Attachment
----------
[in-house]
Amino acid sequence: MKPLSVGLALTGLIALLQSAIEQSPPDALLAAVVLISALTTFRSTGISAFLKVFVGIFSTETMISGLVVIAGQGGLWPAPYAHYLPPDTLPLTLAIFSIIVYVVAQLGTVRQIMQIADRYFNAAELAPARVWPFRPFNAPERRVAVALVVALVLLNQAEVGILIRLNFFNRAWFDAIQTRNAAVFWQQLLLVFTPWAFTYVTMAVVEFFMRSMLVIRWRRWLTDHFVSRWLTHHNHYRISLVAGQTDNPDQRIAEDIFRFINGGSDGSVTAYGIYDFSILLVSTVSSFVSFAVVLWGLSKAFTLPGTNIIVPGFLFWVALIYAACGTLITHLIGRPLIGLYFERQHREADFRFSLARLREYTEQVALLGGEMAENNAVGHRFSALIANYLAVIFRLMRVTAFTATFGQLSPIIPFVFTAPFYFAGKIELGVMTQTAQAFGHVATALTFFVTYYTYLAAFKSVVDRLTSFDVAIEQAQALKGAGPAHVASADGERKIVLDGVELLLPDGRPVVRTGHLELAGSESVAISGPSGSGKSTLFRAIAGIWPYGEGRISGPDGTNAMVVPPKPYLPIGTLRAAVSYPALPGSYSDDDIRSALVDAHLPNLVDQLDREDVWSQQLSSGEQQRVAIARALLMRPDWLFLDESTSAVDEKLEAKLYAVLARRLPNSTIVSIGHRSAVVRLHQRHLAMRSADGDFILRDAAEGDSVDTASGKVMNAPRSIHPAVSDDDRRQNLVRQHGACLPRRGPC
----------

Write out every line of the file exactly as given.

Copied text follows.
[in-house]
Amino acid sequence: MKPLSVGLALTGLIALLQSAIEQSPPDALLAAVVLISALTTFRSTGISAFLKVFVGIFSTETMISGLVVIAGQGGLWPAPYAHYLPPDTLPLTLAIFSIIVYVVAQLGTVRQIMQIADRYFNAAELAPARVWPFRPFNAPERRVAVALVVALVLLNQAEVGILIRLNFFNRAWFDAIQTRNAAVFWQQLLLVFTPWAFTYVTMAVVEFFMRSMLVIRWRRWLTDHFVSRWLTHHNHYRISLVAGQTDNPDQRIAEDIFRFINGGSDGSVTAYGIYDFSILLVSTVSSFVSFAVVLWGLSKAFTLPGTNIIVPGFLFWVALIYAACGTLITHLIGRPLIGLYFERQHREADFRFSLARLREYTEQVALLGGEMAENNAVGHRFSALIANYLAVIFRLMRVTAFTATFGQLSPIIPFVFTAPFYFAGKIELGVMTQTAQAFGHVATALTFFVTYYTYLAAFKSVVDRLTSFDVAIEQAQALKGAGPAHVASADGERKIVLDGVELLLPDGRPVVRTGHLELAGSESVAISGPSGSGKSTLFRAIAGIWPYGEGRISGPDGTNAMVVPPKPYLPIGTLRAAVSYPALPGSYSDDDIRSALVDAHLPNLVDQLDREDVWSQQLSSGEQQRVAIARALLMRPDWLFLDESTSAVDEKLEAKLYAVLARRLPNSTIVSIGHRSAVVRLHQRHLAMRSADGDFILRDAAEGDSVDTASGKVMNAPRSIHPAVSDDDRRQNLVRQHGACLPRRGPC